Waiting for the Rain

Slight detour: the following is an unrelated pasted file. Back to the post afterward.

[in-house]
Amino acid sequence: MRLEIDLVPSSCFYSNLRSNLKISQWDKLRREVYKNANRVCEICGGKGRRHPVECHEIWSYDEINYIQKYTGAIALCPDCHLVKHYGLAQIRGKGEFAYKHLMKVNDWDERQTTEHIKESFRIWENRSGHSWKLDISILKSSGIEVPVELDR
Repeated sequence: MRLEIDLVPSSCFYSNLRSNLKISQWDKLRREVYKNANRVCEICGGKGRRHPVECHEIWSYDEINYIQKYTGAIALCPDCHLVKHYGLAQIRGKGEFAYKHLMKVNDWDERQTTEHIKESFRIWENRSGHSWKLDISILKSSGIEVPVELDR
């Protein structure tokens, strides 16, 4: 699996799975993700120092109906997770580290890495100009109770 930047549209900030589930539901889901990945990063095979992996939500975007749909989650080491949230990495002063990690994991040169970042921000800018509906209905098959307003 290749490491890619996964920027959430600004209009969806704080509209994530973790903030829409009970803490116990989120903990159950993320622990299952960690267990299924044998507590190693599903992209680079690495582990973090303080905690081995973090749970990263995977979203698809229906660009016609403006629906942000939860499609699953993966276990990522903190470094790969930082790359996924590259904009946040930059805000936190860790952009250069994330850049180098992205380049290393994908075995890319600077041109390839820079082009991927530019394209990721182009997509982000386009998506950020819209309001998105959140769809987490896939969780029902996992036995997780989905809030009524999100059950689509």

When a trombone talks, people listen. Waiting for the Rain, Rick Faulkner's new release on the Laughing Buddha Label, reaches out and grabs the listener in a hearty, musical bear hug. It is earthy music, full and strong, like the sound of the trombone. Rick's compositions, his musicianship, and the top notch band he assembled for this recording, reveal music of breadth and scope, engaging the listener without assaulting him. Rick's wonderful arrangements and his musicality are a treat for both listener and musician alike. Perhaps this is why his talents have been utilized by such jazz greats as Max Roach, Michael Brecker, John Scofield, The Charli Persip Big Band, Orlando Marin and John D'Earth, to name but a few. Rick is joined on this recording by some extraordinary musicians: Enja recording artist Marty Ehrlich on alto sax, baritonist/flutist Patience Higgins, pianist Carey Brown, Dan Friedman on drums, percussionist Kahlil Bell, and Omar Avital on bass. Rick's years with the legendary Ska band, The Toasters, his work with Ska Shah, and his stint with Haitian superstars Tabou Combo have prepared him well for this fine debut solo album. His co-founding in 1994 of the New York Ska Jazz Ensemble, 'the new heavyweight Champeen of the Ska ring' according to Beat magazine, was the first indication that he was beginning to pull his myriad influences and abilities together into a cohesive sound. Although there is little evidence of ska on this record, there are plenty of fat horn arrangements and driving, punchy rhythms. The music is warm and honest with moments of intimacy and grace that one seldom finds in this age of jazz technicians and 'light' jazz. Although his musicianship and skill on his instrument place him among the best young horn players of the 90's, Rick's music never becomes indulgent. He doesn't use his compositions merely as vehicles for displaying virtousity. These are strong, melodic and complete works of music, and by themselves a satisfying musical experience, without any musical excess. While it clearly is jazz, the music is somehow infused with the sensibility of traditional forms culled from such diverse sources as the Caribbean, New Orleans, and Africa. This is one album that really puts it all together. Deep grooves, hot horns, exceptional musicianship, and abundant creativity and freedom within the ever widening universe of jazz. This is a record through which you can really feel the person behind the music. Someone you can sit down on the back porch with, spin a few tales, play some music, and while away a Sunday afternoon, Waiting for the Rain.